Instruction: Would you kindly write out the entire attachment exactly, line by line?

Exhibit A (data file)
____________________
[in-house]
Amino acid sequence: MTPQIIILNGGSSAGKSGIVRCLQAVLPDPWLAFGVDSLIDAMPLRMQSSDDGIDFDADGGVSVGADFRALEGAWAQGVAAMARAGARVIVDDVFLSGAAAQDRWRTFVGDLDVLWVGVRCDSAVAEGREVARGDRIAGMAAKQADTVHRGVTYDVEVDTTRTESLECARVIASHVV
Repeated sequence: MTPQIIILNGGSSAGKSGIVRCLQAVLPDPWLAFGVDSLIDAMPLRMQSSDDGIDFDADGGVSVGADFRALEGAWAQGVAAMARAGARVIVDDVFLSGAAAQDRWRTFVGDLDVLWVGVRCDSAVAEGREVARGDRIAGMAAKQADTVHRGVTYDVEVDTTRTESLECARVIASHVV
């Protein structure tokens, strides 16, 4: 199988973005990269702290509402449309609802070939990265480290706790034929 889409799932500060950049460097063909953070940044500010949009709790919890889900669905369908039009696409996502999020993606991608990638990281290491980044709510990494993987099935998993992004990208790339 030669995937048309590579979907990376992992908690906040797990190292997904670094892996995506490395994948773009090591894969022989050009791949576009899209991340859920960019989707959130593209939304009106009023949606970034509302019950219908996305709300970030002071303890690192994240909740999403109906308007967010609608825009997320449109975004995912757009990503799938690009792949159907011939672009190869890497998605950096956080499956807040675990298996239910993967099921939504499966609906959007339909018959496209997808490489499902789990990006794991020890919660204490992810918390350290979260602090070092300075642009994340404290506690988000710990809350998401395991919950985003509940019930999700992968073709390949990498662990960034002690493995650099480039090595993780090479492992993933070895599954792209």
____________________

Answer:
[in-house]
Amino acid sequence: MTPQIIILNGGSSAGKSGIVRCLQAVLPDPWLAFGVDSLIDAMPLRMQSSDDGIDFDADGGVSVGADFRALEGAWAQGVAAMARAGARVIVDDVFLSGAAAQDRWRTFVGDLDVLWVGVRCDSAVAEGREVARGDRIAGMAAKQADTVHRGVTYDVEVDTTRTESLECARVIASHVV
Repeated sequence: MTPQIIILNGGSSAGKSGIVRCLQAVLPDPWLAFGVDSLIDAMPLRMQSSDDGIDFDADGGVSVGADFRALEGAWAQGVAAMARAGARVIVDDVFLSGAAAQDRWRTFVGDLDVLWVGVRCDSAVAEGREVARGDRIAGMAAKQADTVHRGVTYDVEVDTTRTESLECARVIASHVV
């Protein structure tokens, strides 16, 4: 199988973005990269702290509402449309609802070939990265480290706790034929 889409799932500060950049460097063909953070940044500010949009709790919890889900669905369908039009696409996502999020993606991608990638990281290491980044709510990494993987099935998993992004990208790339 030669995937048309590579979907990376992992908690906040797990190292997904670094892996995506490395994948773009090591894969022989050009791949576009899209991340859920960019989707959130593209939304009106009023949606970034509302019950219908996305709300970030002071303890690192994240909740999403109906308007967010609608825009997320449109975004995912757009990503799938690009792949159907011939672009190869890497998605950096956080499956807040675990298996239910993967099921939504499966609906959007339909018959496209997808490489499902789990990006794991020890919660204490992810918390350290979260602090070092300075642009994340404290506690988000710990809350998401395991919950985003509940019930999700992968073709390949990498662990960034002690493995650099480039090595993780090479492992993933070895599954792209």